It was gathered that the National Open University of Nigeria (NOUN) says the inaugural lecture for its Olusegun Obasanjo Centre for Good Governance will be delivered by the former president.
NOUN’s Vice-Chancellor, Professor Abdalla Adamu, who disclosed while addressing newsmen on Thursday, said the lecture was scheduled for May 2 at Yar’adua Centre, Abuja.
He said that the centre was named after Obasanjo in order to honour him for his rare achievements and for reviving NOUN.
Adamu said that President Muhammadu Buhari would be the special guest of honour, while former Ghanaian President, Mr John Mahama and former Chief Justice of Nigeria Aloma Mukhtar would co-chair the occasion.
The vice-chancellor said that the essence of setting up the centre was to facilitate research toward achieving excellence in good governance and development in Nigeria.
“Part of the effort to make NOUN visible and re-position it was to create centres of excellence.
“The Centre for Good Governance and Development was named after Obasanjo because he resuscitated NOUN in 2003 after it was abandoned in 1984.
“It was our honour and privilege to request from him that we name the centre after him and he obliged; we appealed to him to deliver the first lecture of the centre and he accepted.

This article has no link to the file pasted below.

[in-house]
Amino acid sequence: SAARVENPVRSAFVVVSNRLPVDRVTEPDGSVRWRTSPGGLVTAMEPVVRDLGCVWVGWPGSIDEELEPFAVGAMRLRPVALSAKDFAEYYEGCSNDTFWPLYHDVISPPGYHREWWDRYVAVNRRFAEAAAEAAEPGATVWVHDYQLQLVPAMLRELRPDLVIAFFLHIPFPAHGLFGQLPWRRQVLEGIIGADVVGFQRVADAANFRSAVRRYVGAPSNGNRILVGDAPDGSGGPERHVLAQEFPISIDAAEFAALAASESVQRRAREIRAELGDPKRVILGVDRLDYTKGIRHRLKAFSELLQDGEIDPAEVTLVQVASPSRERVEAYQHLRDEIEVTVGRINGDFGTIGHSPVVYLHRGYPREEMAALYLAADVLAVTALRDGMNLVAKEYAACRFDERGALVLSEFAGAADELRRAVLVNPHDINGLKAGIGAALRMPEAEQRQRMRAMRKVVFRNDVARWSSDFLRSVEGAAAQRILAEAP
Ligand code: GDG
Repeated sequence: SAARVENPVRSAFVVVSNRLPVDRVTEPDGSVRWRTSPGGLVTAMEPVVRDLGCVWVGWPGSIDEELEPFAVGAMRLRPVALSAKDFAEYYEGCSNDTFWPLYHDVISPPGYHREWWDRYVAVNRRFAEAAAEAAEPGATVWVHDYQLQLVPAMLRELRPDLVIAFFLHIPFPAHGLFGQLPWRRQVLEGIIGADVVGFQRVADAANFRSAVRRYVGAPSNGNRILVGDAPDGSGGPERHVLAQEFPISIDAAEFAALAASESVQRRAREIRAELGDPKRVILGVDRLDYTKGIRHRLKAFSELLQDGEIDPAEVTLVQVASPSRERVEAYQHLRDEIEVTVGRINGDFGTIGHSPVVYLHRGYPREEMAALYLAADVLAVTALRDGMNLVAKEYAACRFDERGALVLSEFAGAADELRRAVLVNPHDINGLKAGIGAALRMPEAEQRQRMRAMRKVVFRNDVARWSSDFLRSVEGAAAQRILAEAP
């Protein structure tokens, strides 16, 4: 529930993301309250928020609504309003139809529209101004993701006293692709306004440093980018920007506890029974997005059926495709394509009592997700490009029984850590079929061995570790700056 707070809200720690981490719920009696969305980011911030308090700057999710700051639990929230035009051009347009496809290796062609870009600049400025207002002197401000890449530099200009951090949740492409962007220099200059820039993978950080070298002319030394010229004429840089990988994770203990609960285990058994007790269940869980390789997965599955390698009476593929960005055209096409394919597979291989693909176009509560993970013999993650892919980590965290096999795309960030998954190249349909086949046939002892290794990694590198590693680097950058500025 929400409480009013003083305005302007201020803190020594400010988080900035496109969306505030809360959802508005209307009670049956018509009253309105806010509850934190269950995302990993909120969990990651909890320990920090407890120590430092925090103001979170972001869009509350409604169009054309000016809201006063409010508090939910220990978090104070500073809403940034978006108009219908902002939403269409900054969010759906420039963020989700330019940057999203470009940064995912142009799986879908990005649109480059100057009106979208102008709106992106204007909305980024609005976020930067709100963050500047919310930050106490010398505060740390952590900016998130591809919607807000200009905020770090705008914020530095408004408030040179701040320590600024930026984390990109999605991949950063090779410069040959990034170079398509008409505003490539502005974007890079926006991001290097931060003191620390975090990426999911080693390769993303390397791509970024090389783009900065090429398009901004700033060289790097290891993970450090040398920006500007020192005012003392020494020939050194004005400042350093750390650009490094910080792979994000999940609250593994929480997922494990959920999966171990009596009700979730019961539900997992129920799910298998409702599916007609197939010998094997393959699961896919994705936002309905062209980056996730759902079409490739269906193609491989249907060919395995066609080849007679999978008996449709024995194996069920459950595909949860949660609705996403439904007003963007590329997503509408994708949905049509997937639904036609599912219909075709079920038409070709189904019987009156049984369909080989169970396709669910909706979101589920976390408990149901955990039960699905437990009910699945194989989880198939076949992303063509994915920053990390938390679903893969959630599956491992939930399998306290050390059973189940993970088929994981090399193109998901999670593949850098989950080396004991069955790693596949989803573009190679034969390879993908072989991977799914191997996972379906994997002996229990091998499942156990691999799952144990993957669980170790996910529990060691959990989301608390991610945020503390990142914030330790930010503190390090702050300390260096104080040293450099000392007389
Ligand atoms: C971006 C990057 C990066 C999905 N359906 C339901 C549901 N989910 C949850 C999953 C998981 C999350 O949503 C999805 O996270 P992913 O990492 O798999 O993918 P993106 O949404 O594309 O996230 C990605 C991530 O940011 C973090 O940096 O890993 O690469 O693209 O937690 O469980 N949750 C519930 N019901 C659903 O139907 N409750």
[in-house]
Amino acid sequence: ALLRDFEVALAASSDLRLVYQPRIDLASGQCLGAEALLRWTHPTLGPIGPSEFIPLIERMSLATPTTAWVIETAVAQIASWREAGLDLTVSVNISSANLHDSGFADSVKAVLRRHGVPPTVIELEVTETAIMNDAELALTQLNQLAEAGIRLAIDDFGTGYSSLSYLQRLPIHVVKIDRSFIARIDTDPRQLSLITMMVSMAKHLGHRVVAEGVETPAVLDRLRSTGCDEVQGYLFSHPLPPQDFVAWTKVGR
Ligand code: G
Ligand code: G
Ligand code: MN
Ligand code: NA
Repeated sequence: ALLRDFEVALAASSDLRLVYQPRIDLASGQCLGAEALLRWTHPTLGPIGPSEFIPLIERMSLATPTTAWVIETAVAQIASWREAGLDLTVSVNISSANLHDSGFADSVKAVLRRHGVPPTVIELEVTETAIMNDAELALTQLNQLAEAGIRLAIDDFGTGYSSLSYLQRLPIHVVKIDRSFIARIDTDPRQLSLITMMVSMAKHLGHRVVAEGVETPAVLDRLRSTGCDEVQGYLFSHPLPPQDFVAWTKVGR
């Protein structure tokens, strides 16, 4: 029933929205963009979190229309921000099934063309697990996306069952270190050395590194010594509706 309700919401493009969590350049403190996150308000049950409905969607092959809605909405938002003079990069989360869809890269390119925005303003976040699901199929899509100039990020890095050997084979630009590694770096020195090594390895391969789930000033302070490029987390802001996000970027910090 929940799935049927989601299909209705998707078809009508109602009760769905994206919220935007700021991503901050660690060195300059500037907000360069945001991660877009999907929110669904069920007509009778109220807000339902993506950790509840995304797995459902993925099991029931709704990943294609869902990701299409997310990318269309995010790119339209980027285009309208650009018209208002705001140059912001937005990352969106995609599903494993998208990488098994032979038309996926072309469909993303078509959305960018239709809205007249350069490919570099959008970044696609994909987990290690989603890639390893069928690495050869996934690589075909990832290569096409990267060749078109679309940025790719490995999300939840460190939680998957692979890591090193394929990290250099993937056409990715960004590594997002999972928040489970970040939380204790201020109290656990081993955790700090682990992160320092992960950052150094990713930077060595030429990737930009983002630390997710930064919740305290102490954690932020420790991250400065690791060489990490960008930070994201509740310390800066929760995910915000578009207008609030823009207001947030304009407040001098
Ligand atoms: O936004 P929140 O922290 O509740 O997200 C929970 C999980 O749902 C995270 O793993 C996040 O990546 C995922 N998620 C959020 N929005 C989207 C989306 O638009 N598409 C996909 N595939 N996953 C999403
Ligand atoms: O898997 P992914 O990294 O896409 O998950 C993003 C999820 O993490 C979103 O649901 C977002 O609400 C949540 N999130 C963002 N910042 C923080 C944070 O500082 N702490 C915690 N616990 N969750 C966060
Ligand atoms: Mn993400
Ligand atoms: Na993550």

“He is currently pursuing his Ph.D in NOUN; he is not pursuing it because he needs money or job but because he needs knowledge,’’ he said.
Adamu added that Obasanjo was one of the few presidents in Africa that went back to school after leaving office.
On his part, Prof. Abdullahi Shehu, Director, Olusegun Obasanjo Centre for Good Governance, said that the centre was to immortalise Obasanjo for his contributions to good governance.
He listed some of the aims of the centre as undertaking research related to good governance and development with particular focus of Nigeria.
Others are to focus on intellectual research on corruption, provide knowledge for the prevention of corruption, and to develop programmes on good governance.
Shehu said the choice of Obasanjo was informed by the fact that he acknowledged that corruption was pervasive and made efforts to curb it.
“The first bill he presented to National Assembly was the Independent Corrupt Practices and Other Related Offences Commission (ICPC) bill.
“He also went ahead to establish Economic and Financial Crimes Commission (EFCC) the first of its kind in Nigeria.
“He established due process to ensure transparency and accountability which transformed into Bureau of Public Procurement.
“He established the Financial Intelligence Unit which helped the Ministry of Justice in the recovery of stolen fund—the highest sum recovered so far was during his tenure,’’ Shehu said.
The professor of criminology said that activities of the centre would be more of research and psychological than being a watchdog.